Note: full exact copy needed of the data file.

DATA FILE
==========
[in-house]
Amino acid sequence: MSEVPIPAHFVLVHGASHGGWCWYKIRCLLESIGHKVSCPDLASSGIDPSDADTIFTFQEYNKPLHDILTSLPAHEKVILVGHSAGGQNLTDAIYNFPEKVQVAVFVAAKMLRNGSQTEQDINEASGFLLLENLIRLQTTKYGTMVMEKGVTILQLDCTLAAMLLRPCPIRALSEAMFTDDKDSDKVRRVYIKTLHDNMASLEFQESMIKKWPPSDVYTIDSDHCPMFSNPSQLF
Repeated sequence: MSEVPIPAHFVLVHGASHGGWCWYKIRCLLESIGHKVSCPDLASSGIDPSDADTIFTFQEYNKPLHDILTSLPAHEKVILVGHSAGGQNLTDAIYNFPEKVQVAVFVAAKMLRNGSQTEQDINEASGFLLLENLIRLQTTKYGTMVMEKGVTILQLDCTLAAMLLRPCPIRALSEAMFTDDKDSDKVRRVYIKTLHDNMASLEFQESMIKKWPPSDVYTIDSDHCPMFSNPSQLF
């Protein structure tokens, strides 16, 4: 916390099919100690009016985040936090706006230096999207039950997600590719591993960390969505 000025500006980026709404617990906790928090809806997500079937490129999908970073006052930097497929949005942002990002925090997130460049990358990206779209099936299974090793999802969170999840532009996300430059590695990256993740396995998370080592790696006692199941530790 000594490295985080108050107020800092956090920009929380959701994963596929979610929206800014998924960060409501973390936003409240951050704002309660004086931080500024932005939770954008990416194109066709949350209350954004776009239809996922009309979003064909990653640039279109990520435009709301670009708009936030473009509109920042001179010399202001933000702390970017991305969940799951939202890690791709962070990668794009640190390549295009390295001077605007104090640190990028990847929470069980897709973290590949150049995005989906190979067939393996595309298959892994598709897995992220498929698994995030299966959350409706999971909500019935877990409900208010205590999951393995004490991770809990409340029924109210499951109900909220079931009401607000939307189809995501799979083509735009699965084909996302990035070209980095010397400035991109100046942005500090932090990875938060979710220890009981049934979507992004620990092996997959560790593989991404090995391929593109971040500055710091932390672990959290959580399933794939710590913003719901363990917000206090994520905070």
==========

[in-house]
Amino acid sequence: MSEVPIPAHFVLVHGASHGGWCWYKIRCLLESIGHKVSCPDLASSGIDPSDADTIFTFQEYNKPLHDILTSLPAHEKVILVGHSAGGQNLTDAIYNFPEKVQVAVFVAAKMLRNGSQTEQDINEASGFLLLENLIRLQTTKYGTMVMEKGVTILQLDCTLAAMLLRPCPIRALSEAMFTDDKDSDKVRRVYIKTLHDNMASLEFQESMIKKWPPSDVYTIDSDHCPMFSNPSQLF
Repeated sequence: MSEVPIPAHFVLVHGASHGGWCWYKIRCLLESIGHKVSCPDLASSGIDPSDADTIFTFQEYNKPLHDILTSLPAHEKVILVGHSAGGQNLTDAIYNFPEKVQVAVFVAAKMLRNGSQTEQDINEASGFLLLENLIRLQTTKYGTMVMEKGVTILQLDCTLAAMLLRPCPIRALSEAMFTDDKDSDKVRRVYIKTLHDNMASLEFQESMIKKWPPSDVYTIDSDHCPMFSNPSQLF
């Protein structure tokens, strides 16, 4: 916390099919100690009016985040936090706006230096999207039950997600590719591993960390969505 000025500006980026709404617990906790928090809806997500079937490129999908970073006052930097497929949005942002990002925090997130460049990358990206779209099936299974090793999802969170999840532009996300430059590695990256993740396995998370080592790696006692199941530790 000594490295985080108050107020800092956090920009929380959701994963596929979610929206800014998924960060409501973390936003409240951050704002309660004086931080500024932005939770954008990416194109066709949350209350954004776009239809996922009309979003064909990653640039279109990520435009709301670009708009936030473009509109920042001179010399202001933000702390970017991305969940799951939202890690791709962070990668794009640190390549295009390295001077605007104090640190990028990847929470069980897709973290590949150049995005989906190979067939393996595309298959892994598709897995992220498929698994995030299966959350409706999971909500019935877990409900208010205590999951393995004490991770809990409340029924109210499951109900909220079931009401607000939307189809995501799979083509735009699965084909996302990035070209980095010397400035991109100046942005500090932090990875938060979710220890009981049934979507992004620990092996997959560790593989991404090995391929593109971040500055710091932390672990959290959580399933794939710590913003719901363990917000206090994520905070």